A systematic review on the role of microbiota in the pathogenesis and treatment of eating disorders

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Main idea: Microbiota homeostasis seems essential for a healthy communication network between gut and brain. Dysbiosis may promote intestinal inflammation, alter gut permeability, and trigger immune reactions in the hunger/satiety regulation center contributing to the pathophysiological development of eating disorders. A restored microbial balance may be a possible treatment target for eating disorders.

Abstract

There is growing interest in new factors contributing to the genesis of eating disorders. Research recently focused on the study of microbiota. Dysbiosis, associated with a specific genetic susceptibility, may contribute to the development of eating disorders. Diet seems to have an impact not only on the modification of the gut microbiota but also on its recovery.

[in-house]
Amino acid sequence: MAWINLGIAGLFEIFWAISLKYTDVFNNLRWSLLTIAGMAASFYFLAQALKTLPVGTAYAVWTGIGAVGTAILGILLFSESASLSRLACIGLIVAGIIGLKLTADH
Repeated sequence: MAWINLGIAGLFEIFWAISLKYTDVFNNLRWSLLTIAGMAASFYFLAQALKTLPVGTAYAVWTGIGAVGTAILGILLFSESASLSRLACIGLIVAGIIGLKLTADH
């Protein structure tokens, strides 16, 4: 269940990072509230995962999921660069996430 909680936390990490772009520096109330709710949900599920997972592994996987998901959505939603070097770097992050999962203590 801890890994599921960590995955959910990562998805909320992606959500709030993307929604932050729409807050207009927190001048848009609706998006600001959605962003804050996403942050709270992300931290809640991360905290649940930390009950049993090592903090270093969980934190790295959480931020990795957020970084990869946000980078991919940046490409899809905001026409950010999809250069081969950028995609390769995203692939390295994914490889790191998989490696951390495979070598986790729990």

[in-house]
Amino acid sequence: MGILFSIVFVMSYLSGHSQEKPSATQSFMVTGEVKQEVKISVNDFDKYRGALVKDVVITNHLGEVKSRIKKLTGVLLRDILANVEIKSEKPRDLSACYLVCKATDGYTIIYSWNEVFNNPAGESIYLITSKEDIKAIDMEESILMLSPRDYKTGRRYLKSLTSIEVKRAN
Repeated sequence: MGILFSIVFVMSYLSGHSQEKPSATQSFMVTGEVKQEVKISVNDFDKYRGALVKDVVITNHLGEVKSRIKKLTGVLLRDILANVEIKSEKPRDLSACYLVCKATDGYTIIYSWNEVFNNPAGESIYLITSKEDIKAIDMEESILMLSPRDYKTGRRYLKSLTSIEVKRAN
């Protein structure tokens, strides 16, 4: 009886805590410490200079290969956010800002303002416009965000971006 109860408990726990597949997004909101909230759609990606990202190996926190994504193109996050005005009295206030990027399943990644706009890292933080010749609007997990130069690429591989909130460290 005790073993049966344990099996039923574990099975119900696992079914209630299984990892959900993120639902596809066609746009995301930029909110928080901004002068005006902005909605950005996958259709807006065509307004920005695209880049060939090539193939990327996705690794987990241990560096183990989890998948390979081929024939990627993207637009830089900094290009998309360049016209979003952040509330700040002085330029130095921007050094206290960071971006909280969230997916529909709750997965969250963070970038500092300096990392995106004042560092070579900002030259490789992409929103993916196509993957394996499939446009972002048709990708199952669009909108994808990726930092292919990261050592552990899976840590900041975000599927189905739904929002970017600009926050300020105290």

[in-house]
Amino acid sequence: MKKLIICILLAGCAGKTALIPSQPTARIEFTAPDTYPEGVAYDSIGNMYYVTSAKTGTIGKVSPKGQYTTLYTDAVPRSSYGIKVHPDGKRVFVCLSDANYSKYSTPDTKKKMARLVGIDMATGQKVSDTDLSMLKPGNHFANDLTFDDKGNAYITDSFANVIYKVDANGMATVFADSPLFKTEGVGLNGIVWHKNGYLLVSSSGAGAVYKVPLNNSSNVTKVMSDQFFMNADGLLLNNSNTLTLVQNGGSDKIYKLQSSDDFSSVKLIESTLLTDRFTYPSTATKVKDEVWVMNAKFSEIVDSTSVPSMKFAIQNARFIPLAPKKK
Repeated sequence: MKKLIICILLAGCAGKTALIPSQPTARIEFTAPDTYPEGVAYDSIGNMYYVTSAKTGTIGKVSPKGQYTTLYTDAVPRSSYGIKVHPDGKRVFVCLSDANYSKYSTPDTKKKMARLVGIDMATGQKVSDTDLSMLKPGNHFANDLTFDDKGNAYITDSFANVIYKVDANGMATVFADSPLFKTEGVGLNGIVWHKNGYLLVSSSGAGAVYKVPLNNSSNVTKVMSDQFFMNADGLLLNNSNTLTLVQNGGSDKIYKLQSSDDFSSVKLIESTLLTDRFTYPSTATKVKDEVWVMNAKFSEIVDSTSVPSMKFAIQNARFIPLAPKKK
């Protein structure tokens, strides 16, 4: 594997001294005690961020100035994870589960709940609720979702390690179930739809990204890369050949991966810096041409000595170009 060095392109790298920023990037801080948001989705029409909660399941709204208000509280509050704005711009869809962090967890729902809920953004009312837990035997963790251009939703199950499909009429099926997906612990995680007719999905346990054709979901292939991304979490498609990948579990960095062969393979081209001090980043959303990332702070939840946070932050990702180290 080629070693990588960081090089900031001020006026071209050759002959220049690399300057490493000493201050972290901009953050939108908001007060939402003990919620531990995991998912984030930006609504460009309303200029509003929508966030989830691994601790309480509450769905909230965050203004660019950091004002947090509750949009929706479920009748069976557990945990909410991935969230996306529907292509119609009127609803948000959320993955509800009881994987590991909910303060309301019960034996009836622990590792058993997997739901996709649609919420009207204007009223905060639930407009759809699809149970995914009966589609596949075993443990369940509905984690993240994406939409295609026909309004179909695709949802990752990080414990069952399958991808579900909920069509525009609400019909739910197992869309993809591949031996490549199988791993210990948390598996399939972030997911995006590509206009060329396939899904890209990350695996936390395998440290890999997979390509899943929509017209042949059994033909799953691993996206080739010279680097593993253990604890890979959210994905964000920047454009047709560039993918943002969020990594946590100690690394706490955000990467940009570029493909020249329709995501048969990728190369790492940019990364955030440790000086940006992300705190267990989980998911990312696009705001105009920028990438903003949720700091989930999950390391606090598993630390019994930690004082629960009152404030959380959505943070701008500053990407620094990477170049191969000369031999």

Sixteen studies were observed in this review, mostly regarding anorexia nervosa. affective symptoms and eating disorders psychopathology seem related to changes in gut microbiota. Microbiota-derived proteins stimulated the autoimmune system, altering neuroendocrine control of mood and satiety in eating disorders. Microbial richness increased in anorexia nervosa after weight regains on fecal microbiota transplantation.

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